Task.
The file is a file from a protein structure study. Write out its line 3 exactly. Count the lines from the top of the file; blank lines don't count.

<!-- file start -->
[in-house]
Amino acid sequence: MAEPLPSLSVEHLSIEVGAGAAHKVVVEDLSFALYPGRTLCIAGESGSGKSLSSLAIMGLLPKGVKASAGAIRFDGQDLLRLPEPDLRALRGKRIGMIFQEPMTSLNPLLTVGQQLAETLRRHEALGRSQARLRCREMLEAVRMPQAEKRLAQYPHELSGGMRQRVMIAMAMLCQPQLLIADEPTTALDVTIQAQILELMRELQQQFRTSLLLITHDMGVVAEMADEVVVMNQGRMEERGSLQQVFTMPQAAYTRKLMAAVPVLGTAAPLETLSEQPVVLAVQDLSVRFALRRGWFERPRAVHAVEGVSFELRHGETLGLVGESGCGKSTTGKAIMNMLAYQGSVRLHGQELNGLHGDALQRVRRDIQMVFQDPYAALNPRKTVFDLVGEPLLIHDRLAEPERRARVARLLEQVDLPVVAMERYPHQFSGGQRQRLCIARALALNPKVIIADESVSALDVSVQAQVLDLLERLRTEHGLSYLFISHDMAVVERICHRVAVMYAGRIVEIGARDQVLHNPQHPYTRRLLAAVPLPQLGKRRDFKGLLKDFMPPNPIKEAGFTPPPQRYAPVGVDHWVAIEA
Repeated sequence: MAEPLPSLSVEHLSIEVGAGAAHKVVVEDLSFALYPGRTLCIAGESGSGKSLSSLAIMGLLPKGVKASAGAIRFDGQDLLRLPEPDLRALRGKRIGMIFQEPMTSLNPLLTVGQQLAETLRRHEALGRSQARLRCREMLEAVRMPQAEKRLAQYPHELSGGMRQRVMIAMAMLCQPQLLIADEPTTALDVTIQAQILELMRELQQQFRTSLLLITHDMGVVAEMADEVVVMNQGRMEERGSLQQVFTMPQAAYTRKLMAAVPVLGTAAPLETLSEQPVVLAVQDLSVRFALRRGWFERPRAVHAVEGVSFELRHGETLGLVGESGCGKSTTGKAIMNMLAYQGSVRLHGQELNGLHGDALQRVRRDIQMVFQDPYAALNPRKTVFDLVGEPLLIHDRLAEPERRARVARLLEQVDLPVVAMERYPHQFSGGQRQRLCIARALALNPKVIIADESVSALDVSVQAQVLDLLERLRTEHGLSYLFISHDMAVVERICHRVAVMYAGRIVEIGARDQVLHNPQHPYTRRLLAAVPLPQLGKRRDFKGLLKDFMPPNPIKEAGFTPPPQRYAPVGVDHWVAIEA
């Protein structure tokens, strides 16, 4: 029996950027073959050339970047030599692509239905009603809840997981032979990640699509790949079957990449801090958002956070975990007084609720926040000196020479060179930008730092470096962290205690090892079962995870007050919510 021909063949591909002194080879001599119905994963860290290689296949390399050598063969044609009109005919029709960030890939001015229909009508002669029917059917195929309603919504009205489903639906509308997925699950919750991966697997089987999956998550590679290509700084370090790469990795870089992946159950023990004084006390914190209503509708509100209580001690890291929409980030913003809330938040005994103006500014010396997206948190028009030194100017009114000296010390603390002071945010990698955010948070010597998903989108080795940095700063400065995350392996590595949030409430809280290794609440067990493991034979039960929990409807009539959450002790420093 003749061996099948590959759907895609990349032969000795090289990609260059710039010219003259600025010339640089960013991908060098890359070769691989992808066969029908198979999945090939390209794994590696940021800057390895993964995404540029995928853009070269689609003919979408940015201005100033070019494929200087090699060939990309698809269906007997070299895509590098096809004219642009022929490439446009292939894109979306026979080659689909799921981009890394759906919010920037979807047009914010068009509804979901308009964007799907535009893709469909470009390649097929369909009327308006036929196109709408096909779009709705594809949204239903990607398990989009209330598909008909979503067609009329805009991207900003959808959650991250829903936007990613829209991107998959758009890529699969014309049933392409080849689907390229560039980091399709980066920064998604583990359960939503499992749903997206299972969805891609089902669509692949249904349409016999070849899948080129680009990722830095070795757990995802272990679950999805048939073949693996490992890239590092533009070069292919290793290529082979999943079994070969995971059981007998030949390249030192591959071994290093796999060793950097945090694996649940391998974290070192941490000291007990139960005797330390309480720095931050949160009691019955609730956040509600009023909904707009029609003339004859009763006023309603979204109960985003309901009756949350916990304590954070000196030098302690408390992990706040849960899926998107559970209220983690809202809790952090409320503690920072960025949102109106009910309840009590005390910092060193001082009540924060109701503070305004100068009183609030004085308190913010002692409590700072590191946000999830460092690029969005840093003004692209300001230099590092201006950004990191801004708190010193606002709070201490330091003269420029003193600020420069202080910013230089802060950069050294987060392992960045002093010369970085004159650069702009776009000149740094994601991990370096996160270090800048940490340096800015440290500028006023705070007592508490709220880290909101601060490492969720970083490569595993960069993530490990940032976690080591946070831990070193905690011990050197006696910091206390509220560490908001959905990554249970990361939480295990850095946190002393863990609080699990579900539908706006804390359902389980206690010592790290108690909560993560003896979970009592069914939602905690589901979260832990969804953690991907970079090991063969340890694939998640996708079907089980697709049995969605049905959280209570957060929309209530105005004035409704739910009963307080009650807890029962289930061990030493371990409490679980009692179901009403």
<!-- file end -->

Repeated sequence: MAEPLPSLSVEHLSIEVGAGAAHKVVVEDLSFALYPGRTLCIAGESGSGKSLSSLAIMGLLPKGVKASAGAIRFDGQDLLRLPEPDLRALRGKRIGMIFQEPMTSLNPLLTVGQQLAETLRRHEALGRSQARLRCREMLEAVRMPQAEKRLAQYPHELSGGMRQRVMIAMAMLCQPQLLIADEPTTALDVTIQAQILELMRELQQQFRTSLLLITHDMGVVAEMADEVVVMNQGRMEERGSLQQVFTMPQAAYTRKLMAAVPVLGTAAPLETLSEQPVVLAVQDLSVRFALRRGWFERPRAVHAVEGVSFELRHGETLGLVGESGCGKSTTGKAIMNMLAYQGSVRLHGQELNGLHGDALQRVRRDIQMVFQDPYAALNPRKTVFDLVGEPLLIHDRLAEPERRARVARLLEQVDLPVVAMERYPHQFSGGQRQRLCIARALALNPKVIIADESVSALDVSVQAQVLDLLERLRTEHGLSYLFISHDMAVVERICHRVAVMYAGRIVEIGARDQVLHNPQHPYTRRLLAAVPLPQLGKRRDFKGLLKDFMPPNPIKEAGFTPPPQRYAPVGVDHWVAIEA